Tag Archives: biology

Love Post-it Notes!

Just finished printing a few extra Biology Post-it Notes for my class.  Always a fun way to write a note to students. 🙂

I used Sticky Note Printing Template  and added clip-art from Word.  Of course my name is always done in Chiller font.


I also printed on Post-It notes for my daughter’s math book.  You can find the blog post here.

Have you printed on Post-it Notes yet?

Guana River State Park Field Trip

Once again I forced my Biology student on a field trip to Guana River State Park,  but is really called Guana Tolomato Matanzas National Estuarine Research Reserve.  It was a perfect day to take the mile long hike to the river.  High was 78 degrees, sunny, breezy, and oh so georgous.


Here we are heading out on our one mile hike to the river.  Mixed in this group are the Biology students, Photography Students, Siblings, and The Awesome Parents.  Love having the parents come along.    This photo was taken by Jen Mauser of A Knittery Life.

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The youngest of the group lead the way.  But there were many stops before we arrived at the river.  So much to see.

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And photos to take.

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At the river, everyone heads to the rocks to take in the view.  The place is just beautiful.

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Photography students were to take photos of anything they wanted to.  My daughter, who is in the photography class and my Biology class, thought taking photos was optional. :/

The Biology students were to fill out a worksheet I had made for them.  They were to find, identify, and sketch three different trees, water plants, birds, amphibians, and record if they found anything  hadn’t listed on the worksheet.

The students took off….

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Beach to the left.  And sunshine all around.

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Jen Mauser and I took off after some lunch and came across raccoon tracks.  That is Jen’s shadow below.  Looks just like her!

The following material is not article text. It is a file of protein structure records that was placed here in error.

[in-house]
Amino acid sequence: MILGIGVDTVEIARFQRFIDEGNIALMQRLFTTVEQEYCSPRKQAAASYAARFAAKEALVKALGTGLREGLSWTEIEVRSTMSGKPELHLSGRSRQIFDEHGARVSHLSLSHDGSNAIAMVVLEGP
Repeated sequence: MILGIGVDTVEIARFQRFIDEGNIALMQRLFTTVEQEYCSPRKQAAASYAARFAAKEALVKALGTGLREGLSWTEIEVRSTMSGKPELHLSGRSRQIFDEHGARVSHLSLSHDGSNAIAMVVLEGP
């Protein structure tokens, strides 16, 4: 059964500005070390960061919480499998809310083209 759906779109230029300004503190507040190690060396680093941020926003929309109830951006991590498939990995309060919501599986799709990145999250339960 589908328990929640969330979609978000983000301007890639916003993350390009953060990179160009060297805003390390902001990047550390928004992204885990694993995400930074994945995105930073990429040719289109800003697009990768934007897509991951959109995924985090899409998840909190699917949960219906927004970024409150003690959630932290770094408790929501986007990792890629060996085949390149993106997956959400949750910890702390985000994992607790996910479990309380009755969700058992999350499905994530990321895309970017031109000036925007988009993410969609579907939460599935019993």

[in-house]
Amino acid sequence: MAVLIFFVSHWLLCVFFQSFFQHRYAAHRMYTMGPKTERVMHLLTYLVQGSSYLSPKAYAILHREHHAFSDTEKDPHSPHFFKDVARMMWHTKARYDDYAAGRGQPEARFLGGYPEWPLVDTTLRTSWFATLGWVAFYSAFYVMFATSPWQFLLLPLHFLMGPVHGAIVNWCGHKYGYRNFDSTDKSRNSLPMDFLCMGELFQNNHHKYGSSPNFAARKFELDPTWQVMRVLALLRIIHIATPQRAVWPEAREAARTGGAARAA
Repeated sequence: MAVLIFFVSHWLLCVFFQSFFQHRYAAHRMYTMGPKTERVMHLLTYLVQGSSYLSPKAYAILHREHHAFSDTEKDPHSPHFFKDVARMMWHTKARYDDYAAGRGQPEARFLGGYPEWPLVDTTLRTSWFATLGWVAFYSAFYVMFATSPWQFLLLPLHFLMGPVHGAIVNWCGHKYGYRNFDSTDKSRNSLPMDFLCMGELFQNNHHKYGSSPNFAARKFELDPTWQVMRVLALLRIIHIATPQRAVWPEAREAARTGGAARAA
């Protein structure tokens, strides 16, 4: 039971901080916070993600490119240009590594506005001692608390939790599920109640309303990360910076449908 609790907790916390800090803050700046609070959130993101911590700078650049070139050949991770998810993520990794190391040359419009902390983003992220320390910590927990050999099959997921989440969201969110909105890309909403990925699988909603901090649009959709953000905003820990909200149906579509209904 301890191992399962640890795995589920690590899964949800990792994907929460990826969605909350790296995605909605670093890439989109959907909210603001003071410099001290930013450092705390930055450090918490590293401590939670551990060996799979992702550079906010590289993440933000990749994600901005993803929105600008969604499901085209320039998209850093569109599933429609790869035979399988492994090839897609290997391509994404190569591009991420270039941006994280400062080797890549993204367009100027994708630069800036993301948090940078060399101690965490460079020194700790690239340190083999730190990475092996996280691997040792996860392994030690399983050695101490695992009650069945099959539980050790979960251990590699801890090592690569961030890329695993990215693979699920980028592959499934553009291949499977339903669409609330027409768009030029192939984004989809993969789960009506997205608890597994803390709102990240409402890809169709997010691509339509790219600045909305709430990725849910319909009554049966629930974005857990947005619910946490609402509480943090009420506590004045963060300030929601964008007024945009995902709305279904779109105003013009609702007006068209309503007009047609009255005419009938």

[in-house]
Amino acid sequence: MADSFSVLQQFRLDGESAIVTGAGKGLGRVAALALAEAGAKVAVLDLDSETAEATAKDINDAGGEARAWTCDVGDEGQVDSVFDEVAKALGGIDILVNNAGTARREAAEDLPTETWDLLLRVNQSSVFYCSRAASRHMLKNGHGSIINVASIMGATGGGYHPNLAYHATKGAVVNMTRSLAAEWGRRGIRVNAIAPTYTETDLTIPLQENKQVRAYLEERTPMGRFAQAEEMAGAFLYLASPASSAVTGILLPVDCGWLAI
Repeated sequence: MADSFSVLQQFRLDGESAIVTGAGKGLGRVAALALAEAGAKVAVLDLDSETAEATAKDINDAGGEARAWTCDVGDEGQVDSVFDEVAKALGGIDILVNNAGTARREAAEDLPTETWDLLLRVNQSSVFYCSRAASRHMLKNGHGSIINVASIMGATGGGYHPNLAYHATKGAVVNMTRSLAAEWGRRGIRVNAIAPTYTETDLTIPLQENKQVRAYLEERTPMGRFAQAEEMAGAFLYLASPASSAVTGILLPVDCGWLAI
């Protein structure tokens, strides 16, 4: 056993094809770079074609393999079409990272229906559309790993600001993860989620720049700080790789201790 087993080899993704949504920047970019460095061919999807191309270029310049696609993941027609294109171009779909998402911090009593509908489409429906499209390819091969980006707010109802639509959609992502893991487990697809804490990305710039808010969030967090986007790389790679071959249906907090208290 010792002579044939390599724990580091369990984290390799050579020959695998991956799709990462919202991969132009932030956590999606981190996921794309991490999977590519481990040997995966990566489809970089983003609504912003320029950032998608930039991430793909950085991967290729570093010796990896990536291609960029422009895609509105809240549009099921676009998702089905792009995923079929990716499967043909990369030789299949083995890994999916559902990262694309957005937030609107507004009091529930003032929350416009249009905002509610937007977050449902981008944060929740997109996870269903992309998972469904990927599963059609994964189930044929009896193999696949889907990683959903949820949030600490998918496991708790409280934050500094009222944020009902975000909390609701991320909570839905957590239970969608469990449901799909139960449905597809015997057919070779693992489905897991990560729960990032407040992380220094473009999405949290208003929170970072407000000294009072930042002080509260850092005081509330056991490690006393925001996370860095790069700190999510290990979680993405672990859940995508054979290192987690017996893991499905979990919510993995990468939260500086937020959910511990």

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Once we returned to the starting point, my daughter realized photography wasn’t optional, so she took a few photos of a different kind of wild life. 😀

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I didn’t know she was also taking pictures of me.   We are also doing an insect board and most of the students brought something to collect insects in.  Here I am with a student trying to catch a flying creature.

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It was a great day all around.  The two classes worked well together and everyone enjoyed themselves.  This is one of my favorite places to be. 🙂

Come back tomorrow to find out what we did find.

The Inside of a Frog

The last animal dissection of the year!  WOOT!

Nice picture, huh?

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Handing out the specimens is always fun.  It’s like handing out cupcakes!  The students love it. LOL

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Yep, the students line up with their trays and receive this totally cool gift.  Yes, the specimens do have a smell, but not as bad as when I was in school.

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For this experiment, I made a worksheet for them to fill out.  It had fill in the blanks and very little sketching.  I wanted them to really work hard on the dissection instead of spending most of their class time sketching.

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I used the following websites to put my worksheet together.

I picked some things from each link and added some things of my own to make a good worksheet.  You can do the same or just use their worksheets. 🙂

As always we begin our experiment by looking at the exterior of the specimen.  We found all to be females and thankfully none had eggs.  I don’t like dealing with the eggs.  blah….